Latest: Crude oil futures trade lower for a second day with the uneven demand recovery creating a somewhat challenging outlook. In India, April gasoline demand fell to the lowest level since August and increased curbs on mobility may trigger further declines into May. This at a time when higher fuel consumption is being recorded in the U.S., China and the U.K. and OPEC+ during the next three months begins to add barrels back into the market. The outlook is further being clouded by uncertainty about U.S. production growth and Iran nuclear negotiations where a deal could trigger rising production. For now, Brent crude oil trades within an ascending channel, currently between $64 and $69.


A relatively quiet week in precious metals with gold’s failure to build on the recent break above $1765 attracting fresh short selling resulting in the bulk of the 6k reduction in the net long being driven by new short positions. Silver length increased by 8% and platinum by 25% on tailwinds from surging industrial metals. The 6.3% rally in HG copper helped attract new longs with the net rising by 23% to 55.5k lots, still well below the December peak at 91.5k lots and the 2017 record at 125k lots.

Latest: Gold (XAUUSD) and silver (XAGUSD) continue to frustrate bulls and bears alike given their inability to break current ranges. Both trading higher today after surviving another downside attempt on Friday when the dollar suddenly jumped. US Treasury yields continue to trade range bound with rising breakeven (inflation expectations) being offset by lower real yields. Speculators cut length in COMEX futures last week while ETF holdings remain stuck near a one-year low. Current range in gold being $1755 to $1800.


Most of the speculative buying last week was concentrated in the agriculture sector (ex. livestock) with most grains and softs contracts seeing strong gains. Most noticeable being the strong gains in corn, wheat, sugar and coffee with dry weather in South America and the U.S. plains hurting the production prospects. The combined long in corn, soybeans and wheat reached a fresh record and with the latter well below previous peak positions, further length could be added over the coming weeks. In softs, the coffee long almost doubled while the sugar long jumped by 15% to 258k lots, the third highest exposure on record.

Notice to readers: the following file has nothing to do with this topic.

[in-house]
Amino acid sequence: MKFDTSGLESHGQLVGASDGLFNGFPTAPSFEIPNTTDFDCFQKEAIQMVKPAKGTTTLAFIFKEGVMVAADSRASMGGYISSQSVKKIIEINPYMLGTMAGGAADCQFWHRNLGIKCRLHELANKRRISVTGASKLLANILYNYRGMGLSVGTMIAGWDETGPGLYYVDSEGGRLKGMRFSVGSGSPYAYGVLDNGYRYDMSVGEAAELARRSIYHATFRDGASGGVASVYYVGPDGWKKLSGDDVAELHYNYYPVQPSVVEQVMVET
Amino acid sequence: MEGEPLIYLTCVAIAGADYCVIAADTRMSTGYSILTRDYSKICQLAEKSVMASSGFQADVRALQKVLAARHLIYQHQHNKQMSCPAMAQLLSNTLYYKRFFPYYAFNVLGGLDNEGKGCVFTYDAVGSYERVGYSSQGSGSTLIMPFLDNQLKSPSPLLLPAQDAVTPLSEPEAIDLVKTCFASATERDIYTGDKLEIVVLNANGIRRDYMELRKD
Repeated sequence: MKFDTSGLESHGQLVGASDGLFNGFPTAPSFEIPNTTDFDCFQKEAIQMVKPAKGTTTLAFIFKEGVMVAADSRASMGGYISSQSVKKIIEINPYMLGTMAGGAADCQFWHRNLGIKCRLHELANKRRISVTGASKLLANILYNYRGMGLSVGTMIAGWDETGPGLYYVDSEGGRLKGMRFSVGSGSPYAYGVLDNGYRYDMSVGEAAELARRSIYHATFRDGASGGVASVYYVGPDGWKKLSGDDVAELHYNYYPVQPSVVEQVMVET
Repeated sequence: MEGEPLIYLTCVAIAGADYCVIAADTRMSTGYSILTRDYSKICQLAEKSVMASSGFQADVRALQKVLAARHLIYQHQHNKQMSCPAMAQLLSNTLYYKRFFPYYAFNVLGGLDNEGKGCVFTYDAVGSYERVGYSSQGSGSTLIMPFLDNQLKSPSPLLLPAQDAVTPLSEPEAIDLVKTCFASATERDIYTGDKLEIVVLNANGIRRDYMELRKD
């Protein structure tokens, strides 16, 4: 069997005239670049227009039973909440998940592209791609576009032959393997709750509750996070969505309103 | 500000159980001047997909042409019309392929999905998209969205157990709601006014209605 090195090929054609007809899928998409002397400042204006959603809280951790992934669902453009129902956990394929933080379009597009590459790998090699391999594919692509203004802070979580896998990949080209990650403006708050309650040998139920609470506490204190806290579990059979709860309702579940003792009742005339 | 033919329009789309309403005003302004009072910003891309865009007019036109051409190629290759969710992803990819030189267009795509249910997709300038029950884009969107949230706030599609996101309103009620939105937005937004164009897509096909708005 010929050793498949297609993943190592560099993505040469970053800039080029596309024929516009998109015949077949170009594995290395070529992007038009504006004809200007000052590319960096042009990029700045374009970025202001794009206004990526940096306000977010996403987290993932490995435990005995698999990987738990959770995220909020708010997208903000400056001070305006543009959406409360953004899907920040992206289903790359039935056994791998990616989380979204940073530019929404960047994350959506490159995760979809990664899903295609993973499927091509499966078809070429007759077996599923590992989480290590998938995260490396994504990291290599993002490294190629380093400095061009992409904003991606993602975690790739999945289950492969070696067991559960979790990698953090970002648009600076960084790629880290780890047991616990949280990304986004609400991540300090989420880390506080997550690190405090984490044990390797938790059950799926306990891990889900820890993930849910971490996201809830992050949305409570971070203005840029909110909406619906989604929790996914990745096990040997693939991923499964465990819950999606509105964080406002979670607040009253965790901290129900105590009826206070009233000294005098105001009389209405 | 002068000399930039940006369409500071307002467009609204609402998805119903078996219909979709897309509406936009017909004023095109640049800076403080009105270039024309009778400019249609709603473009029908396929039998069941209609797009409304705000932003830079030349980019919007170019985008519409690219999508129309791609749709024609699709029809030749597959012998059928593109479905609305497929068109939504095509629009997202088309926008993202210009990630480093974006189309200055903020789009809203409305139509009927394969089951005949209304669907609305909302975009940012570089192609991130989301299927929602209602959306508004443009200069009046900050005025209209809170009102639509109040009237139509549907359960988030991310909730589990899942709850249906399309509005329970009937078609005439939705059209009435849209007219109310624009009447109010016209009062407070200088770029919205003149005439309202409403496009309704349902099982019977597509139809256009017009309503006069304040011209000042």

Latest: The Bloomberg Grains Spot index, already at an 8 year high continues higher today led by corn (CORNJUL21) and (WHEATJUL21). In corn, the spread between the July (old crop) and December (new crop) contracts has widened to 115 cents per bushel, and it highlights the current stress in the spot market as a powerful La Nina disrupts harvests in Brazil with dry weather cutting the production outlook by 8% to 104m tons. Adding to the current unease has been record Chinese imports while US planting progress and weather developments will be watched for clues as to the direction of the new crop contracts, such as December. Weekly U.S. planting progress data due later at 20:00 GMT


Broad speculative dollar selling lifted the net short against ten IMM currency futures and the Dollar Index by 30% to $10.3 billion, a six week high. The dollar was sold against all the major currencies with the bulk of the change being led by short-covering in Japanese yen where 11k lots ($1,3 bn equivalent) was bought.

What is the Commitments of Traders report?

The COT reports are issued by the U.S. Commodity Futures Trading Commission (CFTC) and the ICE Exchange Europe for Brent crude oil and gas oil. They are released every Friday after the U.S. close with data from the week ending the previous Tuesday. They break down the open interest in futures markets into different groups of users depending on the asset class.

Commodities: Producer/Merchant/Processor/User, Swap dealers, Managed Money and other.

Financials: Dealer/Intermediary; Asset Manager/Institutional; Leveraged Funds and other.